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Book Review: Those Who Are Loved by Victoria Hislop
What a disappointment this book was! I really enjoyed The Island by the same author and I know her books are highly thought of and well researched. The main problem with this one I think is that I couldn’t relate to the main character. I couldn’t see her in my mind or feel her thoughts and feelings. It’s the same with all the characters in this book: they lack depth and feeling. They’re almost caricatures. It’s as though she has wanted to tell a chunk of history and has just found a dysfunctional family to hang it on. Some of the characters seem to be just there to tell a particular part of the story. They then disappear: to live abroad or to conveniently die so that they don’t interfere with the rest of the story. To me the book lacks spontaneity. The reader doesn’t feel involved. The dialogue is stilted and doesn’t ring true in the mind. Sometimes we hear the thoughts and voices of people we don’t know very well rather than keeping to the main character, which is confusing. Intimate family scenes are described impersonally rather than “acted out” in speech by the characters.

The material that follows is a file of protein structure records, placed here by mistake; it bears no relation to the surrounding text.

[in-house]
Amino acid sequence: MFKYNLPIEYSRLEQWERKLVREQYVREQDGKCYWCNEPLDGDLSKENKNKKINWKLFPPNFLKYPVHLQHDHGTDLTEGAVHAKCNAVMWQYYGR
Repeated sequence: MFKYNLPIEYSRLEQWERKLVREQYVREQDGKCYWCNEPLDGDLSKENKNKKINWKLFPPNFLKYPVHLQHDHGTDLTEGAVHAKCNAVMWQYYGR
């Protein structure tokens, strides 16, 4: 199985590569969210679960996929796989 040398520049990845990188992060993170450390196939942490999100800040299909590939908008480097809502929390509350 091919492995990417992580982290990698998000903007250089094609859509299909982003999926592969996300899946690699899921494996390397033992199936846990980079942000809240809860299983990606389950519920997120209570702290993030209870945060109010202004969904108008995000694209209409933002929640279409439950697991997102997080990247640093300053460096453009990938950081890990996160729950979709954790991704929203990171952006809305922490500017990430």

The history itself, however, is fascinating. My knowledge of the second world war is hazy. When I grew up in the 1960’s it was too recent to be covered in history lessons and I have only gleaned small pieces of information since from TV programmes. I had no idea how Greece was involved. I know nothing of their turbulent past: the German occupation, the communist rebellion, the civil war, the succession of corrupt governments. A lot of research obviously went into this and it was incredibly interesting. It was just that at times it felt like a dull catalogue of events, with no depth or feeling, rather than a story. The structure is also rather odd: there are long chapters on certain periods in the story, others are rushed through so quickly that you suddenly realise you’ve moved on ten years or so.
It was the sort of book I picked up reluctantly, feeling I should read it just to see what happened and I finished reading it with a sigh of relief, rather than a pang of regret.
Bethany Askew is the author of seven novels:
The Time Before, The World Within, Out of Step, Counting the Days, Poppy’s Seed, Three Extraordinary Years and The Two Saras.
She has also written a short story, The Night of the Storm, and she writes poetry.
Two more women’s fiction books have been accepted for publication in 2020 and 2021 respectively and she is currently working on a new novel.
In her spare time she enjoys reading, music, theatre, walking, Pilates, dancing and voluntary work.
Bethany is married and lives in Somerset.